She steps into the suit, humiliated before ever leaving the stock room. It's hot in the suit and she always breathes in recycled warm air that makes her overly conscious of her breath. She never eats onions now because of this shit job. The only thing worse than doing this job in the store, is when her boss sends her to the streets to "rustle us up some customers."
She hates cars and has seen more than one accident while working. She's managed to avoid taking the head off and giving a statement to the police but she knows it's just a matter of time. And when it finally happens, enough of the town will see her and word will be out that Ellen, remember Ellen? She's the mouse at that kid's pizza place! Can you imagine?
Warrenton is not exactly hopping with jobs so she had to take what she could get. She tries to think back to elementary school when all the kids wanted to be tall enough to fit in the blue McKelvey mascot suit so they could walk around the end-of-year carnival. It was fun to see the costume and guess at who was in there. You could usually figure it out pretty quickly. You just had to look around to see who was missing and make enough jokes that the person laughed. Then, you could tell whose voice it was. Kids stood in line and on tip toes to get to walk around the school grounds in that dragon outfit.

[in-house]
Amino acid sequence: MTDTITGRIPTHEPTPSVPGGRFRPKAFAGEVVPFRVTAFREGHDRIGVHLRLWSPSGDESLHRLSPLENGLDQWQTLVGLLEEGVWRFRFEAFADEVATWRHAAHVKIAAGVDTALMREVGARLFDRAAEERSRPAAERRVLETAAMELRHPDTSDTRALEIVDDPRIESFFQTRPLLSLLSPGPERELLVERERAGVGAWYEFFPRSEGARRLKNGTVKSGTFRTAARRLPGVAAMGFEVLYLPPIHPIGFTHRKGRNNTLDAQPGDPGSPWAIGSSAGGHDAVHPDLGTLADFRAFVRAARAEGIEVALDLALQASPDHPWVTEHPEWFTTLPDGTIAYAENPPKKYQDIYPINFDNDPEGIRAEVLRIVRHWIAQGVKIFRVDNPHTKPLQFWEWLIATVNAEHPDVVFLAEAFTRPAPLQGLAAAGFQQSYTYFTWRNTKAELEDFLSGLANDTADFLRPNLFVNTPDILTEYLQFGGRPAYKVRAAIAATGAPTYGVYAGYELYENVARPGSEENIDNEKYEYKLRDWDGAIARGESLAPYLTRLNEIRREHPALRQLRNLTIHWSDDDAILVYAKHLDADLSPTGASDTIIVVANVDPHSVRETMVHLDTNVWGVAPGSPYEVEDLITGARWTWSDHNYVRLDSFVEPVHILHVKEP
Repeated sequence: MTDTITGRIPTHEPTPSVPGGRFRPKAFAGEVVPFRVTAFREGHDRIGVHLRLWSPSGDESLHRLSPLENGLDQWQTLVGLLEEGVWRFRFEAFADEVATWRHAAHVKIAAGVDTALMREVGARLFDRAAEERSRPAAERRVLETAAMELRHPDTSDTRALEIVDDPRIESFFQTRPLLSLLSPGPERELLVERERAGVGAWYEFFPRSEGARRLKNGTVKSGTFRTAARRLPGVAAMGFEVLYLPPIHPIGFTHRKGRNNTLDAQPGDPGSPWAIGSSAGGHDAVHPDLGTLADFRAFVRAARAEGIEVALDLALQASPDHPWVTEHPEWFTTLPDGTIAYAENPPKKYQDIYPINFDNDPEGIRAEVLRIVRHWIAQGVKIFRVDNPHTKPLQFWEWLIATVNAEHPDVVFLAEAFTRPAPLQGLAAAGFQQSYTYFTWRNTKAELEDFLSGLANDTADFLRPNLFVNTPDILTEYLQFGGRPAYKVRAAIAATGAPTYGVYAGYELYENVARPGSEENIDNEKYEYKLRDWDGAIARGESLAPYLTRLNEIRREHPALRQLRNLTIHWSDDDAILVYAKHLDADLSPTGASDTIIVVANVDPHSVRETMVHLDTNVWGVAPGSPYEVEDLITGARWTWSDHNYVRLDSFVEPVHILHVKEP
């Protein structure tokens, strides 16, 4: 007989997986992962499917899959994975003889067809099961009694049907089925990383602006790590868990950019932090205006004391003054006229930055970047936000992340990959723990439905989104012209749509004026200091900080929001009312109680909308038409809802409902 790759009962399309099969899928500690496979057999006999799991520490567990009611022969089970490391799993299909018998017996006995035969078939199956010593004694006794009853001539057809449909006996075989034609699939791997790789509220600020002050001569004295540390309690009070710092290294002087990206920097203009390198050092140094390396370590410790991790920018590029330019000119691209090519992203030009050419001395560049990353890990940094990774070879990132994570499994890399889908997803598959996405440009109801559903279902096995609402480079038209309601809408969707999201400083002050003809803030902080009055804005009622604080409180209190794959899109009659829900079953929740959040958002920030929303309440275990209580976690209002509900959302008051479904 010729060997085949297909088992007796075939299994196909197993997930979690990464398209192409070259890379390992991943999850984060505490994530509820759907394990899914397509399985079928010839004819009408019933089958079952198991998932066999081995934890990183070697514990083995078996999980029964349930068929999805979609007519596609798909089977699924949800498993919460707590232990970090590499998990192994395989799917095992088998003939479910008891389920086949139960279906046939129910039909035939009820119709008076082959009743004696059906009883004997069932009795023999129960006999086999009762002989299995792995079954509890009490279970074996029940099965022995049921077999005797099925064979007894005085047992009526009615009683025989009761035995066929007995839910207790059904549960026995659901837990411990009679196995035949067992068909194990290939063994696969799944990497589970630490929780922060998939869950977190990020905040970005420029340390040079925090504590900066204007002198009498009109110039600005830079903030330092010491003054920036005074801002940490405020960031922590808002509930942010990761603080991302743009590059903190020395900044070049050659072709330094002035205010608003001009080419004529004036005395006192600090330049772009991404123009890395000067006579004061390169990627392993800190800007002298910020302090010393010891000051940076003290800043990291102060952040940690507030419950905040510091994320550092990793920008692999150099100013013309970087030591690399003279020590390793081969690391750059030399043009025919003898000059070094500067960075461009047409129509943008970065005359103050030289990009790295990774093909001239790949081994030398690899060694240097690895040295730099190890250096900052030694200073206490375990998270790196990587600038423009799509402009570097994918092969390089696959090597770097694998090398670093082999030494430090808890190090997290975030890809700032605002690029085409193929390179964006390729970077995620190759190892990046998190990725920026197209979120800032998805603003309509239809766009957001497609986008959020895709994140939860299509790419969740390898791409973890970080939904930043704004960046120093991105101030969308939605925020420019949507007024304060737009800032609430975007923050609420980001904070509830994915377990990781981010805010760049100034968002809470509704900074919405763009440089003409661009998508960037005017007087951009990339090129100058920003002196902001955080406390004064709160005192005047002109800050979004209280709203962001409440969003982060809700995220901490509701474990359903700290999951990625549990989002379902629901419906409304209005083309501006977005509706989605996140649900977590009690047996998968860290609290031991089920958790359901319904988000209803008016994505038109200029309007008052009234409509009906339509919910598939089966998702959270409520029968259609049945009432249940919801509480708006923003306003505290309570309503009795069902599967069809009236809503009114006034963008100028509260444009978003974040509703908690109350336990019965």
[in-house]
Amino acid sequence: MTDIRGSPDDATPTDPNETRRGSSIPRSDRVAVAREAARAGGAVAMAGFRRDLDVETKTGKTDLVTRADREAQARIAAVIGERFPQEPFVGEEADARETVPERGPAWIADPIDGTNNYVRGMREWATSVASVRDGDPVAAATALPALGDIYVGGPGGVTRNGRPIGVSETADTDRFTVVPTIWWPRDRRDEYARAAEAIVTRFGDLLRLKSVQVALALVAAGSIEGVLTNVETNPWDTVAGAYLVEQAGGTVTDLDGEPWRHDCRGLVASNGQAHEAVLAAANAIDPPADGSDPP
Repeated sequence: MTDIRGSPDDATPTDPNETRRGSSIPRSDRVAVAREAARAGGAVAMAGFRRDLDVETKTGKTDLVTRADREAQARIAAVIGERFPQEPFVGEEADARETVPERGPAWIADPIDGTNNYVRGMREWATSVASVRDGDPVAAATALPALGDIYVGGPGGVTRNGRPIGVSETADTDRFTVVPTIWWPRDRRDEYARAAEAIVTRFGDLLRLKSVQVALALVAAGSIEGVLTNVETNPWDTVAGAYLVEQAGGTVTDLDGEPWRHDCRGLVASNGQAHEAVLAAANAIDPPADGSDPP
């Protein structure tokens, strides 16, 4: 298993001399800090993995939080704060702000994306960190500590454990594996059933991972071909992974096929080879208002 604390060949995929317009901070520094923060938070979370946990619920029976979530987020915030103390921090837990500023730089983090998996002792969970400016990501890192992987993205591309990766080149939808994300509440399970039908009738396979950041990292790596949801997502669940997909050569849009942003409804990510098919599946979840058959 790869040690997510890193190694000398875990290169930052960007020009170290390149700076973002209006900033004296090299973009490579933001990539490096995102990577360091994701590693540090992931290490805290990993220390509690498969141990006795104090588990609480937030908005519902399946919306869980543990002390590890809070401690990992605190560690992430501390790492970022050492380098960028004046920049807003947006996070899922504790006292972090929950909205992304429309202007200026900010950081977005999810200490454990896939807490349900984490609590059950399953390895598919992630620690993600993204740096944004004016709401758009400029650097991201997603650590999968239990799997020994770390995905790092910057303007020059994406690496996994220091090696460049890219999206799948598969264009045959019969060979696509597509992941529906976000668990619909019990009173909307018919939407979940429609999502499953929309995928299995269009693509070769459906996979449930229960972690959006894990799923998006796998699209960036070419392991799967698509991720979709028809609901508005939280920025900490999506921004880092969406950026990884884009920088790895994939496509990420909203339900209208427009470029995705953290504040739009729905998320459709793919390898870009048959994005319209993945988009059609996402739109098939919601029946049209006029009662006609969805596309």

This outfit does not get her the same excitement. She steps into the nearly empty eating hall and begins the rounds. She checks out the ball pit and the arcade. She likes the toddlers who are not afraid best. They're cute and want hugs and more hugs. Around ten the kids turn into assholes who will kick and spit on you if their parents aren't looking in a fete of preadolescence.
She was good at being the mascot. It took the kids the longest to guess it was her. She could keep silent and just let them guess. She engaged with the younger kids and pretended not to notice the kids from her own class. They figured it out eventually and she was always a little sad when they did. A little insulted it had taken them this long to figure out that she was both missing and the person in the suit. She just didn't occur to her peers.
It is the same now. She blends. She is not identifiable to anyone. They don't cock their heads to the side and say, "Ellen?" The kids enjoy her but assume she is a teenage boy. The adults, some of whom she knows, never realize it is her. Only now, she is thankful she can keep so quiet in the suit. It keeps her anonymous and holds the shame in the sweat of the mildewy fur. She realizes there aren't enough customers and it will only be a matter of time before her boss tells her to go outside. Surely there could be nothing more humiliating than being 29 and standing on the corner in a giant mouse suit, waving a sign with the nightly specials. Some would say stripping is worse, but she is not one of them. At least someone wants to know who a stripper is and wants to touch her. No one wants to touch the sweaty 29 year old crawling out of an oversized fur suit. At least people can't tell it's her.
"Get on out there and rustle us up some customers wouldya?" Her boss instructs. He makes an attempt at jovial and she's glad he can't see her face's sardonic response. She nods and heads out the doors.